Say It Louder: finding confidence, not arrogance


Dea-Mallika Divi

Whether it’s something about school, being a student, or a social issue, columnist Emma Cramption tries to make sure her message is heard in her weekly column “Say it Louder”.

Emma Crampton, Opinion Editor

It is extremely healthy and beneficial to acknowledge your beauty and know that you are physically attractive. It’s something a lot of people work their whole lives to have, and some people may unfortunately never achieve.

Self-confidence is a massive issue for many (even possibly the majority) of people. Once you do achieve some level of said confidence, it’s such an amazing feeling, and you’re allowed to talk about it without being conceited. However, there are some people that take it too far and fall into the label of being self-absorbed.

We’ve all met someone who is full of themselves, even obsessed with themselves. Some common aspects of a person like this include constantly bringing up their looks and how attractive they are, believing they are above people due to their level of attractiveness, thinking no potential significant other is attractive enough for them…you get the point. It happens quite a bit amongst people. For some, it’s a phase, but for others, it may continue for life.

It’s very interesting to me that the more someone takes part in behaviors such as these, it makes them dramatically less attractive to me. It’s sad in a way, because sometimes these people get so far into it that they could miss out on opportunities for a good relationship due to their own delusion that being good looking makes gives them some type of superiority.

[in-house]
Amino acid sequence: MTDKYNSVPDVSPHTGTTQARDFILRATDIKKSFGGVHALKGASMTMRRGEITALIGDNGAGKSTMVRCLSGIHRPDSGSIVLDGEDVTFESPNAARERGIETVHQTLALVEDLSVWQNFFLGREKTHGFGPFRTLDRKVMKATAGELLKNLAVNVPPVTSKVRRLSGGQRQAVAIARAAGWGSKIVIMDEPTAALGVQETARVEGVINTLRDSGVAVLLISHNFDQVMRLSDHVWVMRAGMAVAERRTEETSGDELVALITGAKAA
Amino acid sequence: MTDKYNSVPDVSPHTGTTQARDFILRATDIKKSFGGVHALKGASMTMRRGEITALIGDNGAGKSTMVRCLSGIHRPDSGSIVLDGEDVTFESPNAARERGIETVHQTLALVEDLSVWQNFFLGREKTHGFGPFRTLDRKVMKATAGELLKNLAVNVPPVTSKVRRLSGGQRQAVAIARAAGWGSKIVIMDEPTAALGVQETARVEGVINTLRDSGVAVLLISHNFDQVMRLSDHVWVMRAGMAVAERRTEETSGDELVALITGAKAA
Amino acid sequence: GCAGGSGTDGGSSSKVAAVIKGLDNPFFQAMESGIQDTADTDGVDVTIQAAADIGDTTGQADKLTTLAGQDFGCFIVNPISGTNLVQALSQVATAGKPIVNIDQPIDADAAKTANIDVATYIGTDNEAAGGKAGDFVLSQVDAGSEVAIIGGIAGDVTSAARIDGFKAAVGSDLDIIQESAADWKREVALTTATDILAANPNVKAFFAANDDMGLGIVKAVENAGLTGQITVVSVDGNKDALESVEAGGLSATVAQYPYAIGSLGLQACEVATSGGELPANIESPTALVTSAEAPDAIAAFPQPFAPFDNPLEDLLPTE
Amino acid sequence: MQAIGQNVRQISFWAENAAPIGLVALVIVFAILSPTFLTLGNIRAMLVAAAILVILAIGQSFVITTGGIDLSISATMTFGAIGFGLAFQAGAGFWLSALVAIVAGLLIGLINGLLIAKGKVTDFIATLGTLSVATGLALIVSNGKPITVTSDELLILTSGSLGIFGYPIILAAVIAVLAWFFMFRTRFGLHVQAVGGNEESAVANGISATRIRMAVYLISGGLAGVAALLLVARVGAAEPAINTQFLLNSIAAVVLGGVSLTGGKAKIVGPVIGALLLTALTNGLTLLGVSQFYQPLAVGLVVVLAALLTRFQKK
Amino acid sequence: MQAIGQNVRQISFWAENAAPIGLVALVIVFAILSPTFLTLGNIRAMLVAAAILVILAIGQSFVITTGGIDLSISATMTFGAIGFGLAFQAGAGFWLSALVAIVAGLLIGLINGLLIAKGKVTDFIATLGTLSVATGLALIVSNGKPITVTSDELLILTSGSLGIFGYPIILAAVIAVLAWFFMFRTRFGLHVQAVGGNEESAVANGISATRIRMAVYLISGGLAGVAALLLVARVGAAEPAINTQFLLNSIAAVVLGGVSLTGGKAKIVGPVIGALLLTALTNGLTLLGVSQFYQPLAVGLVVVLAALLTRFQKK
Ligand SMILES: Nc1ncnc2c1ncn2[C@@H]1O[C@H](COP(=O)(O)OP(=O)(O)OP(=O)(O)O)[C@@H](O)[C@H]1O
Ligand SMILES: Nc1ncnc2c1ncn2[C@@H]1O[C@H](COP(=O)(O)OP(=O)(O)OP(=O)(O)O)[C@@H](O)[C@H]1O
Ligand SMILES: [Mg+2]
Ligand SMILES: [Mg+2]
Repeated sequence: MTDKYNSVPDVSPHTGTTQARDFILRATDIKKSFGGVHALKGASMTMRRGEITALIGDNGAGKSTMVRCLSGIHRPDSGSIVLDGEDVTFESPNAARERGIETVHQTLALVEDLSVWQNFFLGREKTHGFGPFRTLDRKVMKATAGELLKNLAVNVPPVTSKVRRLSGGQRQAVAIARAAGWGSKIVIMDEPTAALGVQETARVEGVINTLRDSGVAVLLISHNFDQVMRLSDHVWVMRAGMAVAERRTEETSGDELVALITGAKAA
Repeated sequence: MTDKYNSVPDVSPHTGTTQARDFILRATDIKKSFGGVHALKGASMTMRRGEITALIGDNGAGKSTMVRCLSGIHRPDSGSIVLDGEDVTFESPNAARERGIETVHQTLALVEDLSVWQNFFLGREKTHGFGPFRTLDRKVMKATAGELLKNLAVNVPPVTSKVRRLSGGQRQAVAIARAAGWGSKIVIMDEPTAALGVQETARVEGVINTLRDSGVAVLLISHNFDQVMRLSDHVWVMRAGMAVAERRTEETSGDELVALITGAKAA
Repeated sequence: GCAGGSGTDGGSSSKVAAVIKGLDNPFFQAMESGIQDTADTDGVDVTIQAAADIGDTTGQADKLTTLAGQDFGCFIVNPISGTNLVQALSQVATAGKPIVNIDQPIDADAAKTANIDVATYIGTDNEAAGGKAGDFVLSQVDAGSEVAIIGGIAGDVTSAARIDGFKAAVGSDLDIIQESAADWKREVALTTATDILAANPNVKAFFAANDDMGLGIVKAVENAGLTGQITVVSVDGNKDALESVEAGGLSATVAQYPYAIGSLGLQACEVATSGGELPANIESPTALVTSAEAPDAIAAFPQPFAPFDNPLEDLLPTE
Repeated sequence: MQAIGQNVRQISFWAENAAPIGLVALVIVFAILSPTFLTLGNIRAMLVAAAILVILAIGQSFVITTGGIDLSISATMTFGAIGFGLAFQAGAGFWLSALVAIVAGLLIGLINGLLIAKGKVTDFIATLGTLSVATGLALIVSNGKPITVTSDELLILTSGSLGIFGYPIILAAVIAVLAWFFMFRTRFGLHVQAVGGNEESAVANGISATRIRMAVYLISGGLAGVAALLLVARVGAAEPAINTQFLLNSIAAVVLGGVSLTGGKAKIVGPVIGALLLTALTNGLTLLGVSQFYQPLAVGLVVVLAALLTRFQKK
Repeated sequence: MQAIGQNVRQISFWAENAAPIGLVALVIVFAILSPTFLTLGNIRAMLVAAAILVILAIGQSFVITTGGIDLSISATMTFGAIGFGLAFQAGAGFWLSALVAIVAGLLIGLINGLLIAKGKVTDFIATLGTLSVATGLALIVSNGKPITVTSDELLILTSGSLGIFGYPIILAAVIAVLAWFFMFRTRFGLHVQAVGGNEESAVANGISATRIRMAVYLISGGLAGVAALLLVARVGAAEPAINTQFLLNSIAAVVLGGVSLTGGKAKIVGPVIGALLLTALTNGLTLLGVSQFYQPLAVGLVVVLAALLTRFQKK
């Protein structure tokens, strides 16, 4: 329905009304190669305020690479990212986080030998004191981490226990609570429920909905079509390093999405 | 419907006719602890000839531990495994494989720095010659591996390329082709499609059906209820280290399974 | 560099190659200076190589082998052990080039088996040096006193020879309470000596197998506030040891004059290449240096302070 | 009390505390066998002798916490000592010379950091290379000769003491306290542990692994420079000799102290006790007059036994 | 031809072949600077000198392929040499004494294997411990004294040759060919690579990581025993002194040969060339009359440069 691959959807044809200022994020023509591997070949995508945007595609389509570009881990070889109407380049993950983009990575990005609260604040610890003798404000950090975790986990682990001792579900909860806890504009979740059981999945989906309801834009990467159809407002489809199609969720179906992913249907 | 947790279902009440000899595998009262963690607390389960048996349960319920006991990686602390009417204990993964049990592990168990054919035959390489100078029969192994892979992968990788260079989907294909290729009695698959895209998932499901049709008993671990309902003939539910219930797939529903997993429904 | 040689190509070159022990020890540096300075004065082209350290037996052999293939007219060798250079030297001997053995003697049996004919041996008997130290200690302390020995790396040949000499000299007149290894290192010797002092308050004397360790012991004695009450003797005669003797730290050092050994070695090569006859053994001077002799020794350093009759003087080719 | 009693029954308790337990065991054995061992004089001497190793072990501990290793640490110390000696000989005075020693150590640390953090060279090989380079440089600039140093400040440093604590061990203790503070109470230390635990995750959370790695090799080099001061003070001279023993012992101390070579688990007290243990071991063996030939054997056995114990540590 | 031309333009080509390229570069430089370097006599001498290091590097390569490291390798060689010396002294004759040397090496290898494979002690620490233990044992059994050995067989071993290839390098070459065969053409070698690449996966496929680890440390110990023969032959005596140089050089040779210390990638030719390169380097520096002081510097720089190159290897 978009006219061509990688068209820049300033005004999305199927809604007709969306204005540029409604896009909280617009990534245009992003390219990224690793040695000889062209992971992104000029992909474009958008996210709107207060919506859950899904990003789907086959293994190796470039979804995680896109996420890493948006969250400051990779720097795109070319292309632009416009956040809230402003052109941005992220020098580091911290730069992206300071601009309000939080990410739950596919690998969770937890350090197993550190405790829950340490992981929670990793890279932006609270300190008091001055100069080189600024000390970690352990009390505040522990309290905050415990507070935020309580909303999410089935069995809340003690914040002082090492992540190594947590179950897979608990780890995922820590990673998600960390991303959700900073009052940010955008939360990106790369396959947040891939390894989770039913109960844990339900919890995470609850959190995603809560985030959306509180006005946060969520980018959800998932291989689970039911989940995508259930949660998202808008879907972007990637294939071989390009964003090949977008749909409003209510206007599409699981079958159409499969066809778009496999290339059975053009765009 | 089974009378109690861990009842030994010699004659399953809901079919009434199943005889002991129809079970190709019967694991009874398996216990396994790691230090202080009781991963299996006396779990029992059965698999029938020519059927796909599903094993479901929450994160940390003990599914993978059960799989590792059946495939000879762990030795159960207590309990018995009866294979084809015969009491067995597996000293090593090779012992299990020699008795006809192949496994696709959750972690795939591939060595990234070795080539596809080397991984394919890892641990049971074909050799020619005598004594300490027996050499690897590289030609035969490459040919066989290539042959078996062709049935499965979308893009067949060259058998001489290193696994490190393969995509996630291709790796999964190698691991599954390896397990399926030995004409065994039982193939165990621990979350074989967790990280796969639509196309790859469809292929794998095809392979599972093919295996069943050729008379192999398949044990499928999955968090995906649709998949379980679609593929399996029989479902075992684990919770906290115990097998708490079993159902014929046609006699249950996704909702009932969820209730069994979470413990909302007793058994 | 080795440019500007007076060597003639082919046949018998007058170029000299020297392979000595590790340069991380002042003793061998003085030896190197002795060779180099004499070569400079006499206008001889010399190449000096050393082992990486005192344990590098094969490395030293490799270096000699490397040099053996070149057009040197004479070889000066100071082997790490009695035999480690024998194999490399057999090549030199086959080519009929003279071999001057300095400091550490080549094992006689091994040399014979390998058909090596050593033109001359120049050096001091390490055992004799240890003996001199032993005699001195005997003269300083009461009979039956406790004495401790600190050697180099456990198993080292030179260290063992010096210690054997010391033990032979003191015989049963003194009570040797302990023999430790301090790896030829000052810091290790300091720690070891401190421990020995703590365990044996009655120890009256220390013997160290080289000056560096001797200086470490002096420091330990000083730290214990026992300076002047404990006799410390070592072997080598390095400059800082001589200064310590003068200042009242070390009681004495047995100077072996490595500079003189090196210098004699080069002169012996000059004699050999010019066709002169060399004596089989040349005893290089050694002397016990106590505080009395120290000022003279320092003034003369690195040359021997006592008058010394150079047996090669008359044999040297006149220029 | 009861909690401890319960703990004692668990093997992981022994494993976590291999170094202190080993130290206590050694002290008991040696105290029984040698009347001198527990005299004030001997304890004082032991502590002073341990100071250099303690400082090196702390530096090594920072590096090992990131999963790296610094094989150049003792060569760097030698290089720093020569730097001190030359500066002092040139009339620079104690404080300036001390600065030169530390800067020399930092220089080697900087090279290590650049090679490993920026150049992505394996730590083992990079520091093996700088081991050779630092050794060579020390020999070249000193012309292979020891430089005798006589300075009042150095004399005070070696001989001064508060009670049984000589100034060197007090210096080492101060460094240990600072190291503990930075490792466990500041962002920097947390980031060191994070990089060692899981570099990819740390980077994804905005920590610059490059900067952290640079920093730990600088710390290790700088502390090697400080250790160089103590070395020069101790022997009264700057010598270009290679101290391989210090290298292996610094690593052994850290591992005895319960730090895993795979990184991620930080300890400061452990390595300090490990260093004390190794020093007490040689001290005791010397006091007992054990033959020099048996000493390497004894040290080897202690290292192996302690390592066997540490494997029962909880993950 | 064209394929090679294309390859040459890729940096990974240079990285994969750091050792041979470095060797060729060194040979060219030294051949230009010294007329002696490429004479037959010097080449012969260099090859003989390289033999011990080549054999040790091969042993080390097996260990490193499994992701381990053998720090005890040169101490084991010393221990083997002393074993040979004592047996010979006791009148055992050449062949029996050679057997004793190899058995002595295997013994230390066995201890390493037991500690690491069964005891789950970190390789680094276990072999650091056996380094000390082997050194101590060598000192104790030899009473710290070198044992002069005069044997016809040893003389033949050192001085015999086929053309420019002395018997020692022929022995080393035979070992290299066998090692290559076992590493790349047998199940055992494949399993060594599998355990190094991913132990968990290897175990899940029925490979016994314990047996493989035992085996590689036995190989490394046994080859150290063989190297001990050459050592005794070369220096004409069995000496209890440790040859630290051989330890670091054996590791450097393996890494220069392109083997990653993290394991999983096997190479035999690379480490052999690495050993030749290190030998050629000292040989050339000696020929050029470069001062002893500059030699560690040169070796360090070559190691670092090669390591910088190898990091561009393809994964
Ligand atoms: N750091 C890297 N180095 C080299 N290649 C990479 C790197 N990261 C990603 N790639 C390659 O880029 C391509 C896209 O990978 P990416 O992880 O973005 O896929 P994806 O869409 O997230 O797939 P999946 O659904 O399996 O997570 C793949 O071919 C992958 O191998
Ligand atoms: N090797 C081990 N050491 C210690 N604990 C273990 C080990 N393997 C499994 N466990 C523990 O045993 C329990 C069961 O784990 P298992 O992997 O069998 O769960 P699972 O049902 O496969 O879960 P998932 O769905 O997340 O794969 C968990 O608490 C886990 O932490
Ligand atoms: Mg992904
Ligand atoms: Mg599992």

Pretty privilege,” a.k.a getting what you want because you’re pretty is definitely a real thing as it happens to many people. There is obviously a limit to this though, and that’s what self-absorbed people can’t seem to grasp. Being pretty isn’t going to get you a job unless you’re modeling or something along the lines of that. Even then, however, usually companies and agencies are searching for a specific look, and you may simply not fit their vision, no matter how attractive you may be.

Confidence is attractive, but there is a fine line between being confident and conceited. You can most definitely acknowledge your beauty, but still be appreciative to those who point it out to you, rather than being smug about it. It is possible to be both confident and humble.